THE BLOODS AND CRIPS GANG TRUCE, a #archive from #profane existence

Profane Existence é um colectivo Anarco-Punk sediado em Minneapolis. A sua magazine, distribuída internacionalmente, explorava conteúdos musicais e de colectivos e organizações autónomas, subversivas e de contra-poder.
O número 31 de 1997 dá especial atenção às tréguas entre os gangs de LA, divulgando um comunicado de esclarecimento à comunidade da história dos gangs, Black Panther Party e da acção de contra-inteligência COINTELPRO  do FBI.

O artigo:

Communities in Support of the gang Truce
We actively support the Gang Truce initiated by the Crips and the Bloods of Watts, California. We understand that the truce is not just a cessation of gang warfare, but a dynamic, militant movement for social justice. We are very proud of the young women and men who have risked so much to restore peace and unity to the streets. The colors that they have tied together in a flag of liberation will never again be separated. In endorsing the Truce, we also pledge ourselves to support the following urgent work:
- The establishment of a grass roots rumor control network to counteraact misinformation;
- A speaker´s bureau made of active supporters of the Truce, who have been taking the real story of the L.A. Rebellion across the country and around the world;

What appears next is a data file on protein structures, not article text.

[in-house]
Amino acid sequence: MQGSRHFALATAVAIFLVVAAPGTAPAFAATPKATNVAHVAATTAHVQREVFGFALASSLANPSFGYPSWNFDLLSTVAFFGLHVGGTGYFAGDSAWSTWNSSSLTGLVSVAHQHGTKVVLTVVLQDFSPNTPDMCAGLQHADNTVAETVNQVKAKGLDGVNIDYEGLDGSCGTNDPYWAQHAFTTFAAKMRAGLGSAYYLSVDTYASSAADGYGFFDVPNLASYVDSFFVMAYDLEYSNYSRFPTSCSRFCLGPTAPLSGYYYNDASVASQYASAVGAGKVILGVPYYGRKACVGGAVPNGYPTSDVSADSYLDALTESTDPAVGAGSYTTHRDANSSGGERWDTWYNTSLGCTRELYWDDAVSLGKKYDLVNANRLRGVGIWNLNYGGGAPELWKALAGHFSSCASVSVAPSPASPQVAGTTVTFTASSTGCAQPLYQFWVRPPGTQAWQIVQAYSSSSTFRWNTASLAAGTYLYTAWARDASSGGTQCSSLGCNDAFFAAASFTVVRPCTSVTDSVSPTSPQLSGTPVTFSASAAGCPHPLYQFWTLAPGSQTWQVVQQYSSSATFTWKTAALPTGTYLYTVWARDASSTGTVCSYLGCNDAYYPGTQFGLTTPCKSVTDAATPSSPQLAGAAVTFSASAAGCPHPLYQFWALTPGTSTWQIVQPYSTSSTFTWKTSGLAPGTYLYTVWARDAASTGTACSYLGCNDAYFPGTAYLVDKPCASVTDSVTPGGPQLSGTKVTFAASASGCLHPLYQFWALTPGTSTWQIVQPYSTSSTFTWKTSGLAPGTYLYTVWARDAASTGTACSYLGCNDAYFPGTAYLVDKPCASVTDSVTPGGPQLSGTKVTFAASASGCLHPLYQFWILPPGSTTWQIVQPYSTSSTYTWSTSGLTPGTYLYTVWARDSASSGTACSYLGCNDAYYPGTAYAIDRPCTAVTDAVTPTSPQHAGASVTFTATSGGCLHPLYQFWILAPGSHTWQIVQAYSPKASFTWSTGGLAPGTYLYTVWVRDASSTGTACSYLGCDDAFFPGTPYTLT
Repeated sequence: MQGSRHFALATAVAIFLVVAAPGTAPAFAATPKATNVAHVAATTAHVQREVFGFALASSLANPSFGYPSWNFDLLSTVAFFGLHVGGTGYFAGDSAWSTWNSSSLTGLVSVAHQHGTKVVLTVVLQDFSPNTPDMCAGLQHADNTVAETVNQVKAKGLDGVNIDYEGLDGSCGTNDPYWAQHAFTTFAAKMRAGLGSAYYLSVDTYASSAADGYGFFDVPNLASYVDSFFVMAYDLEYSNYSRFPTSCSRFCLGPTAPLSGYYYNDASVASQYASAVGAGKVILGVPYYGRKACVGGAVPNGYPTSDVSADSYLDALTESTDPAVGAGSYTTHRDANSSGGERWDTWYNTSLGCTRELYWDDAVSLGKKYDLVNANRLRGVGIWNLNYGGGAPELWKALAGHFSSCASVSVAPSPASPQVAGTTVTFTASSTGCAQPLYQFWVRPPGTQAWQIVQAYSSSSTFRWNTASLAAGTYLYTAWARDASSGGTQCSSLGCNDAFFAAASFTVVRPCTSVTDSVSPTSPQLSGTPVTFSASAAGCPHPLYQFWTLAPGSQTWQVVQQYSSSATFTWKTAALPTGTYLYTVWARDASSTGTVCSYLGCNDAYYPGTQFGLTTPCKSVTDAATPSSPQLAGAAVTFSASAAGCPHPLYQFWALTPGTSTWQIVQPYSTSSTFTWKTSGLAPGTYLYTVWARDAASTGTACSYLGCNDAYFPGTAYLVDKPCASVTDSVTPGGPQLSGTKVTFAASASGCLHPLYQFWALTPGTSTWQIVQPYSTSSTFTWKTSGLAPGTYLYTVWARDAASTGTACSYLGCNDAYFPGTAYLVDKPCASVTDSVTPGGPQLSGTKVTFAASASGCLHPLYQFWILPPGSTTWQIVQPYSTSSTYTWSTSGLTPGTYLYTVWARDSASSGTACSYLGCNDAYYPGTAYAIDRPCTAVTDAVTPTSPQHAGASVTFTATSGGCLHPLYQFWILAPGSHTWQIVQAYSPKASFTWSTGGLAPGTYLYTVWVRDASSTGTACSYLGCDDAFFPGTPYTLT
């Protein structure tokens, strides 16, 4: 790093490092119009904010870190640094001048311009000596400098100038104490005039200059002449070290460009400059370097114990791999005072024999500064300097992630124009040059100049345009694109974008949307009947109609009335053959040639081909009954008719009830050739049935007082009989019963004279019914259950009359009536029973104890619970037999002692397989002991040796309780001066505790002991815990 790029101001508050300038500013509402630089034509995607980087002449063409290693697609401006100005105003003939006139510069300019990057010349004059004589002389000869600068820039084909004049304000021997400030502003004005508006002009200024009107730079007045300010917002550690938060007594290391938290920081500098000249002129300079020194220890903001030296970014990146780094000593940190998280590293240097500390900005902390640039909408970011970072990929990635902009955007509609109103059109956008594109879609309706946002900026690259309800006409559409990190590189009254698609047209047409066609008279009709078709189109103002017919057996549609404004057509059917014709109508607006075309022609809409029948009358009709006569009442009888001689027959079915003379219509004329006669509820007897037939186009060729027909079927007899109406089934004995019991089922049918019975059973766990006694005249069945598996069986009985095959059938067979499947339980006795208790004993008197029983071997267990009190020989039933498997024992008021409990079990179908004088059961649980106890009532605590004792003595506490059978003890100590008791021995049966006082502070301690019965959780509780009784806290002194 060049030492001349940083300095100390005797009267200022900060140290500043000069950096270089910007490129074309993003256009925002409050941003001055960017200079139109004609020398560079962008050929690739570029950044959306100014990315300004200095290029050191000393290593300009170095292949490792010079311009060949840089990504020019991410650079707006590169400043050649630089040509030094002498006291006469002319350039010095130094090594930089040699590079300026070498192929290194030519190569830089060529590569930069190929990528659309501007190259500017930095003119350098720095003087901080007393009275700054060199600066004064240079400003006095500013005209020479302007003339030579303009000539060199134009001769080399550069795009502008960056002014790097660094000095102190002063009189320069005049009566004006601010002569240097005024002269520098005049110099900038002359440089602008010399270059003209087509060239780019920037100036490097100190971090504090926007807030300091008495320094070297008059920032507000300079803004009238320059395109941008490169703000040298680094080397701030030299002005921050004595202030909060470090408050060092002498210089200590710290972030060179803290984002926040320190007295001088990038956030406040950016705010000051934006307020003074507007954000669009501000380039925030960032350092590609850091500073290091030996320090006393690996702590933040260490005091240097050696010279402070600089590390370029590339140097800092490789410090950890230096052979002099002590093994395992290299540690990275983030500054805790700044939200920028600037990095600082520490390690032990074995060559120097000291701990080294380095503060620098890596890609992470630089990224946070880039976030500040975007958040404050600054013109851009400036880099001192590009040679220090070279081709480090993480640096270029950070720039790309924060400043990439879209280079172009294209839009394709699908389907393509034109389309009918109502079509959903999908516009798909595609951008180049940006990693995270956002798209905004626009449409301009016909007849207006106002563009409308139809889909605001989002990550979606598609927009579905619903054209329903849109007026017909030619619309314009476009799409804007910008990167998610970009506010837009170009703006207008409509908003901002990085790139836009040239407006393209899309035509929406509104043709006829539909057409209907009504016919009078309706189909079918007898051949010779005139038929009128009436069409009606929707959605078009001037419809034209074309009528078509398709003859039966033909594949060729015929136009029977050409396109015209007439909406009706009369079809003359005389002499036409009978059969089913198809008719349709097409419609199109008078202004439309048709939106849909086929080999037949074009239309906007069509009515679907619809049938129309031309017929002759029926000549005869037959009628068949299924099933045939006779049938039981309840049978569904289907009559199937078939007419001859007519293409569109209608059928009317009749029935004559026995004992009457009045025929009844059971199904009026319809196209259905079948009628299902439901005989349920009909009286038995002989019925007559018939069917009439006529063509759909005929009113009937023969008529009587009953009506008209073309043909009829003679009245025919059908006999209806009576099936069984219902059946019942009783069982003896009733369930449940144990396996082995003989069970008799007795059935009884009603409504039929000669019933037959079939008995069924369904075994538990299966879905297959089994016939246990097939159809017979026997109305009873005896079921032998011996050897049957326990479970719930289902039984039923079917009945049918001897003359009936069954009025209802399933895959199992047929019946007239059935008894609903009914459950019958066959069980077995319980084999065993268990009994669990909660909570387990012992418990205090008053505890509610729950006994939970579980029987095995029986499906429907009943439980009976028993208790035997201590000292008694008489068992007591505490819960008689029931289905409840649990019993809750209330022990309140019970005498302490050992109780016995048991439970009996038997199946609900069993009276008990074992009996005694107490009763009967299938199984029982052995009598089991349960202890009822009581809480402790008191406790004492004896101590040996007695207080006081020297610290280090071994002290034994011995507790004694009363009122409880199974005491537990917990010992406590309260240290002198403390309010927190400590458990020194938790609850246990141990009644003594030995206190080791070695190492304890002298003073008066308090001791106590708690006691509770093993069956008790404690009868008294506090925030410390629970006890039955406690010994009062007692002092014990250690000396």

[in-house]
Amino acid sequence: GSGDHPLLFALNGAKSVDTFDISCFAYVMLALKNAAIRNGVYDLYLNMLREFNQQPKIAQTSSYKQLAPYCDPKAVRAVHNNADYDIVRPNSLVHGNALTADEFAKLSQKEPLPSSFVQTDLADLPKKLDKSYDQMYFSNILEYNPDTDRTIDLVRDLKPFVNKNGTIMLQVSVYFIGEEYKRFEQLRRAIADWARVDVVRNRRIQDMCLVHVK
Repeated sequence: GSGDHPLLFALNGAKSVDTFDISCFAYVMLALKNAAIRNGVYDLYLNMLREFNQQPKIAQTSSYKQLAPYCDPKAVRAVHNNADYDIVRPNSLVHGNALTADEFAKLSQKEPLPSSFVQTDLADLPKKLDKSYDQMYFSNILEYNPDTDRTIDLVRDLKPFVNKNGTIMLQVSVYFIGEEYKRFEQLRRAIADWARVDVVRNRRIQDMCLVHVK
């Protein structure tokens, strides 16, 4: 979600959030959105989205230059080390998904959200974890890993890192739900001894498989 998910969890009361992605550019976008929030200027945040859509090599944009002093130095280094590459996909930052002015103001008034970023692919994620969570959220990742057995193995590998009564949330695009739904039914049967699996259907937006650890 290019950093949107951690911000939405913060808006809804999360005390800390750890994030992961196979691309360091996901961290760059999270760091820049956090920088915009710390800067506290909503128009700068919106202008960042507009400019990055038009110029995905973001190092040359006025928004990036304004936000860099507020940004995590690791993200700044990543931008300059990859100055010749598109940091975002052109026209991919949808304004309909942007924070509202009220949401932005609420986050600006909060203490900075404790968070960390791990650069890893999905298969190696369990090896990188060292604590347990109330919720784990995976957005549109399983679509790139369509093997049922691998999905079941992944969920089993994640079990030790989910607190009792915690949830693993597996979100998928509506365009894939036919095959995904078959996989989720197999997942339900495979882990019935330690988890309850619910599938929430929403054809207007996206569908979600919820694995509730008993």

- A campaign to redirect federally-seized drug forfeiture monies from repressive law enforcement programs into youth employment programs by further expanding the definition of crime prevention;
- Urban Life Management Project;
- A project to hire jobless youth to recycle waste plastic into study dome-homes for the homeless;
- Neighborhood “cooperative zones” as an alternative to the cruel hoax of so-called “enterprise zones”;
- The campaign for a full refunding of cutbacks in local school, welfare and recreation budgets;
- Resistance against the mass crimininalization of youth of color, especially the use of non-convivtion arrest records to deny jobs to youths and young adults;
- Freedom for all political prisioners, including DeWayne Holmes, Geronimo Pratt and Leonard Peltier;
- A united front against all efforts to divide African-American from Latino and Asian youth, or to deny the human rights of immigrants.

We recognize that since the beginning of our existence in this country, many African-American and Latino people have suffered from dehumanizing conditions of racism, estrangement from society, massive unemployment, and a lack of real educational opportunities.